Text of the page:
Except for the introductory paragraph’s mention of the phrase, “putting the world to rights,” Wright or McKnight do not heavily influence the section on ecclesiology. The major influence is obvious. The section is titled “For the Life of the World” after the title of Orthodox theologian Alexander Schmemann’s great ecclesiological work. A careful reader would also have discerned the foundational influence of Dietrich Bonhoeffer and the Confessing Church, as well as Hauerwas and Willimon’s Resident Aliens.

What Merithew was really reacting to was the use of N.T. Wright and McKnight’s work in the section titled, “What Vanishing Cultures Do,” in which I’m critical of those who subsume ecclesiology into soteriology. It’s a question of how we understand the word gospel, which has implications in terms of whether we finally focus on ecclesiology, or on church models: Does gospel mean conversion of individual souls? Or does it mean redemption of all things through Christ, beginning with the conversion of individual souls? Here I do commend you to Wright and McKnight’s work (How God Became King, and King Jesus Gospel). I’ve copied more of the section from which Merithew quoted:

“Both Wright and McKnight stress the reality that the New Testament is devoted to a gospel characterized by the story of Jesus—his life, teaching, death, resurrection, and ascension. This gospel is about the climax and fulfillment of the story of Israel in and through Jesus Christ, who is Israel’s Messiah, the Son of God, and the world’s true Lord. This gospel is not merely concerned with personal conversion, but with how Jesus became King and how he is redeeming all things starting with those who follow him and call him Lord.

Most importantly, the gospel Wright and McKnight recommend is not concerned primarily with the perpetuation of evangelical culture but with the holistic stewardship of all of life, the land, the people, the animals, the environment, and the world in which we live. Their work stands in stark contrast to the typical evangelical pursuit, too often fixated on a soterian gospel derived not from the Scriptures but from evangelical culture itself… any robust ecclesiology must include a full-bodied soteriology. Part of why we are so enamored with models that produce predictable growth is that we have been shaped by a soterian gospel. Evangelicals have been convinced that they exist for the salvation of individual people but not for the life of the world. That portrays an incomplete soteriology and a distortion of the gospel.” (Shrink, 93).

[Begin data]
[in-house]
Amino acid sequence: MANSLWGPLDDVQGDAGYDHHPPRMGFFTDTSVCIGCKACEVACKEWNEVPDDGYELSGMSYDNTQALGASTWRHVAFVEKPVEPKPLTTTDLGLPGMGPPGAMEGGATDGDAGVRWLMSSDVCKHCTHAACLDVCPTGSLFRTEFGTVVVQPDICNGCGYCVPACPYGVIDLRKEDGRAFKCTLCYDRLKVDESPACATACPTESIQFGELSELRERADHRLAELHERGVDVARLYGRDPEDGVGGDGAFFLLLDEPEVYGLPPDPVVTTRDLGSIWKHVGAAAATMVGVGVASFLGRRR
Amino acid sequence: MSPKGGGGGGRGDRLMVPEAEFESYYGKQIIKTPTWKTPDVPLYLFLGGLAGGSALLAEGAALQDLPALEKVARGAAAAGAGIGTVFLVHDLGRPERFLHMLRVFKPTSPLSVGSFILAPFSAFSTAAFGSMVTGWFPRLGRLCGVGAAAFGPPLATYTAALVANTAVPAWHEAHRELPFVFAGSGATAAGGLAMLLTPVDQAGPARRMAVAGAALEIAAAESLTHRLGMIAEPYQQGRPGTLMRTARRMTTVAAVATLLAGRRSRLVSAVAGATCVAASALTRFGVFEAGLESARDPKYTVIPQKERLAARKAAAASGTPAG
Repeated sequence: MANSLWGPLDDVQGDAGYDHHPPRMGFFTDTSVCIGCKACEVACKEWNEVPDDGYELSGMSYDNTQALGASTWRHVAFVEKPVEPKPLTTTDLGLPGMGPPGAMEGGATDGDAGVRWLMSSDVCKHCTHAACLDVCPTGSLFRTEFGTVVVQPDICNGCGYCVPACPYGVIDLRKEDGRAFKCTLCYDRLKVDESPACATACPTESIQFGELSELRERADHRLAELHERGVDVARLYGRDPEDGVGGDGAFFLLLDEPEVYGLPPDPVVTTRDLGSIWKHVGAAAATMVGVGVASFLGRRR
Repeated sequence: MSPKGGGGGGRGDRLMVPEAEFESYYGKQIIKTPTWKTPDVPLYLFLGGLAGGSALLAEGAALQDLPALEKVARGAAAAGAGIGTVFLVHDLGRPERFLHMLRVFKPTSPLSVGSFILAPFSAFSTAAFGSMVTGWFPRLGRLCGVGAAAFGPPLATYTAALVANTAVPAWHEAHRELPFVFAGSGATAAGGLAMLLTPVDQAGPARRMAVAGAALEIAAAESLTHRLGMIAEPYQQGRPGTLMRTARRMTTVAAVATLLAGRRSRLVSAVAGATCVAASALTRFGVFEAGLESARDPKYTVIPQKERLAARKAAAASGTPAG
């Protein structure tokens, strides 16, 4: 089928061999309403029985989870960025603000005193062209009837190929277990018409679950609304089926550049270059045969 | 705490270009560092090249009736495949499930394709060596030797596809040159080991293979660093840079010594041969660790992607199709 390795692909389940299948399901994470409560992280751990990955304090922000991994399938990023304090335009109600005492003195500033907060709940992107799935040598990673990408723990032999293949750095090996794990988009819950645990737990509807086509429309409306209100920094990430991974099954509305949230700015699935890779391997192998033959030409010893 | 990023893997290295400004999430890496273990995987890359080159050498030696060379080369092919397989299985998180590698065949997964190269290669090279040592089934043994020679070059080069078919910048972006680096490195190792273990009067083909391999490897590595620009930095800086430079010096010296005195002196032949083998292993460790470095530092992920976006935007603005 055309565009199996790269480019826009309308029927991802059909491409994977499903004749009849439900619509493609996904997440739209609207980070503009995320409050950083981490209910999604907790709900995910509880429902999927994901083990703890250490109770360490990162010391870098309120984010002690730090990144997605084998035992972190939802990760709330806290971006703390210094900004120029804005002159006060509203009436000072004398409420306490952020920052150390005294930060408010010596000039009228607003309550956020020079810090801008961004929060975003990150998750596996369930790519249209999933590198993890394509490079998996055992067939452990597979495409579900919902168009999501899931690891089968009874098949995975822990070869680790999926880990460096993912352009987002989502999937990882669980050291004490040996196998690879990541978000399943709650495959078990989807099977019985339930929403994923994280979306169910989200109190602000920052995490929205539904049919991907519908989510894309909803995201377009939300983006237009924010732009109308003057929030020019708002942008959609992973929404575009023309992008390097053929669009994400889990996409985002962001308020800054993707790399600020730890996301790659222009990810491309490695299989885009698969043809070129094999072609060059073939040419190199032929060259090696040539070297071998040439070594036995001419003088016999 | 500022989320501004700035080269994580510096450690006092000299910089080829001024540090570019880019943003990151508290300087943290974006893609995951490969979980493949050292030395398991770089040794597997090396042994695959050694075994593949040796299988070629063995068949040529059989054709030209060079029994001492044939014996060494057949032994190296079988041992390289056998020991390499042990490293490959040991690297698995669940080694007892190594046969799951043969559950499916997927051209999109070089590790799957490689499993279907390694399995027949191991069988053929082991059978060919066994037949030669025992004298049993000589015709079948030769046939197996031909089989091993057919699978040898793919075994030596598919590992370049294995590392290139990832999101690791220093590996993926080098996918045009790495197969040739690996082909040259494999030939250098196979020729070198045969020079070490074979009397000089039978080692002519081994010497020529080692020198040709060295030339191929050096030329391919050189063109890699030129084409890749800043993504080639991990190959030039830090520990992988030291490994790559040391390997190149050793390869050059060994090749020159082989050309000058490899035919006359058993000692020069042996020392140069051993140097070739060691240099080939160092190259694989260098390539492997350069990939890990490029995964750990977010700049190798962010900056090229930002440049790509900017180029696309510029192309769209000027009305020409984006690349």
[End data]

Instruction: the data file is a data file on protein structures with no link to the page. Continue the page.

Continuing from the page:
Even if I were to grant Merithew’s point, and embrace the soterian gospel. The central point of the entire chapter is still valid:

“If you have gotten nothing else from this chapter, I hope you got this: a church model is not the same as an ecclesiology. It’s time for pastors and church leaders to jettison our endless devotion to church models and to grab hold of an ecclesiology rich enough to fund our devotion to the gospel that is concerned with every aspect of our lives, society, and culture.” (p.94)

The most disquieting problem with Merithew’s review is that it represents a different kind of cultural accommodation than those challenged by Shrink: a pseudo-engagement that purports to engage, while really just mining for reasons to write off anything outside their system. This subscriptionist approach to doctrine, coupled with the inability to question one’s own point of view is precisely what we see on 24-hour cable news, the least common denominator of public discourse—non-engaged engagement—and it renders Merithew’s review of Shrink similarly biased and ineffective.

If Merithew’s issue is that there’s not enough Jesus or gospel in the book, then he didn’t read the book very well. If his problem is with the way the theology is conceived of or explained, then that is a good conversation to have. For now, I’m still waiting to have it.

 

* The need for descriptors such as Reformed or Neo-Reformed here is indicative of the challenge involved in this kind of response. I have to denote Neo-Reformed or I start receiving emails from those in the Reformed camp who wish to remind me that the Neo-Reformed are out of step with the history of their tradition precisely because of this subscriptionist impulse, and the refusal to keep on reforming.